‘Modern classical chamber music’ is probably the fairest general categorisation I can throw at Weird Tales. Its textures are dominated by instruments such as violin, oboe and cor anglais, and its arrangements exploit its various resources flexibly, in the manner of classical music; more improvisational, ‘popular-music’ practices tend to be quite rigid about form and orchestration, which is a trade-off in return for a greater in-the-moment flexibility in what everyone can actually play. However, although the sound is reminiscent of traditional chamber orchestration, there is a far more eclectic approach to texture, and the sources of its sonic materials. There is electric guitar, bouzouki, bass guitar, synthesiser, EWI, all listed in the credits, and there are sounds whose source is pretty ambiguous; the specific timbres favoured suggest an interest in progressive rock, but the music as a whole never resembles rock in the slightest. Instead each element is laid out on the composer’s palette, and Wileman paints with them all, more or less even handedly, in textures that are variously, homophonic, homorhythmic and sparsely contrapuntal. There is singing, but it is wordless, submerged in the arrangements of ‘The Whitstable Host’, ‘Skulls In The Stars’ and ‘The Atom Age Sense Of Impermanence’. Although there is percussion, the arrangements never fall into the cliché of using it with the bass to mark out a grid for the other parts to adhere to.

Wileman marshals resources that would be capable of high drama, of driving, punchy, powerful articulations, but he keeps it all reined in closely, always seeming far more interested in silence than noise, and evincing a sense of space as defined by its own emptiness rather than the structures that bound it. Which is not to say that his music lacks passion, just that it is more contemplative than it is theatrical. Harmony is key to the meanings of his music; the narratives he presents to the listener are elaborated through transformations in texture and dynamics, in rhythm and melodic content, but most of all they are the narratives of the chord progression. They are always tonal, and although they are rarely particularly chromatic, they often modulate unexpectedly; it is a recurring theme that affirmative consonance is subject to disruption, and to melodically compelling transitions into darkness and cold. There is clearly a great deal of thought and care in the voice leadings, and however abrupt the corners these progressions turn, they are never jagged or unruly; instrumental timbre is carefully matched to harmonic development, both reinforcing its meanings and buffering its disjunctures. The music takes the sympathetic listener to some diverse emotional locations, sometimes disturbing or ominous, sometimes otherworldly; there is a sense of profound sadness frequently at play, but it is not depressing. Instead it serves as a catalyst to the listener’s aesthetic faculties, inviting us to lower our guard and feel the music’s meanings without reservation.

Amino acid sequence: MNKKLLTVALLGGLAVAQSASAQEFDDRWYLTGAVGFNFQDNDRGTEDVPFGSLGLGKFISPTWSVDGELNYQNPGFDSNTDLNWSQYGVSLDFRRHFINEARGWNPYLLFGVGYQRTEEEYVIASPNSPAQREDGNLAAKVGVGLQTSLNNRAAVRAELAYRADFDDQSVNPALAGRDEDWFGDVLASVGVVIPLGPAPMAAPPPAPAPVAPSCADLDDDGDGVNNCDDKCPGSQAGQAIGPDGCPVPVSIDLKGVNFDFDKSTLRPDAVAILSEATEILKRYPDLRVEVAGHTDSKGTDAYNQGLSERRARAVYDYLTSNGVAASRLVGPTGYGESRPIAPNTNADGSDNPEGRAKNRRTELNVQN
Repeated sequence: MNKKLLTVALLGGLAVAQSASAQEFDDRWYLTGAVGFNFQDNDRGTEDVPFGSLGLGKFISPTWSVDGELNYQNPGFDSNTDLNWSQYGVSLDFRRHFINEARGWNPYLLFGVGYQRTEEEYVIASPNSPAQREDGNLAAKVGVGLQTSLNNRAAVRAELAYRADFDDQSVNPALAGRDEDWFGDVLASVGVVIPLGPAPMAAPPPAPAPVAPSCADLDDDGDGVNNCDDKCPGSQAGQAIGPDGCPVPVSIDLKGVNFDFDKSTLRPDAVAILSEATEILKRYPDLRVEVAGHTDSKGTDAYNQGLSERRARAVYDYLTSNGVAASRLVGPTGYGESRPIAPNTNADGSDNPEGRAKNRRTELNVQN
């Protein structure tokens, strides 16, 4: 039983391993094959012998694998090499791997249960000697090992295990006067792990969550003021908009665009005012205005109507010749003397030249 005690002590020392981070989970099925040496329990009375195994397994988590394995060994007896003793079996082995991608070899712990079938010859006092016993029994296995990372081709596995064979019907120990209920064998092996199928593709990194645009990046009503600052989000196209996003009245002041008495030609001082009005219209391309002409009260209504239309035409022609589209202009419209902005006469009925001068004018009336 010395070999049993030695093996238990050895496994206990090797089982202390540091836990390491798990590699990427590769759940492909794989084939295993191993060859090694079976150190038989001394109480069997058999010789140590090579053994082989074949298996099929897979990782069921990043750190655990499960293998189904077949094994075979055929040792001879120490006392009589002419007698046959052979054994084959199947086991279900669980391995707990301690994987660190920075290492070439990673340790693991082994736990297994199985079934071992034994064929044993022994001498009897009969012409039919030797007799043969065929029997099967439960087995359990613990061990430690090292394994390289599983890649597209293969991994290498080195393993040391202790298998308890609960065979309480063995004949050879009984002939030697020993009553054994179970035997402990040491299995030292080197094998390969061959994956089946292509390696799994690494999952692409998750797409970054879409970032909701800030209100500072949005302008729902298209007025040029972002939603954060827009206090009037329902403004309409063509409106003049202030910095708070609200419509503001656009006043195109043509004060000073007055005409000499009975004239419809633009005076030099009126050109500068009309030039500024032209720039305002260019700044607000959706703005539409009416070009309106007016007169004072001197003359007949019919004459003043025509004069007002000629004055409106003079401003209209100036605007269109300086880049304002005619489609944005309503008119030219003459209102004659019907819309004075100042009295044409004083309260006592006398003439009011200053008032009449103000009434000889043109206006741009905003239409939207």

Weird Tales, with its title, its gothic lettering and its ethereally disturbing artwork, seems intended to evoke discourses of the uncanny and of existential darkness. It is another Karda Estra album, Voivode Dracula, that has an overt connection to the myth of the vampire, but the atmospheres of this one (or at least the atmospheres it invokes considered together with its visual presentation) put me in mind of both F.W. Murnau’s 1921 film Nosferatu and Werner Herzog’s 1979 remake. That it should remind me of a film, rather than another piece of music, is telling; this eight part composition is certainly a music of narrative progression, but it is powerfully, absorbingly atmospheric. Its effects are far from the hopeless terror an abandoned engagement with the atmosphere of the film I mentioned might induce, but it is full of a similar calm melancholy, and a weird beauty that offers to take the engaged listener far outside themself. It is an intelligent, masterfully crafted, and deeply moving record.

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Posted in: Music, Music reviews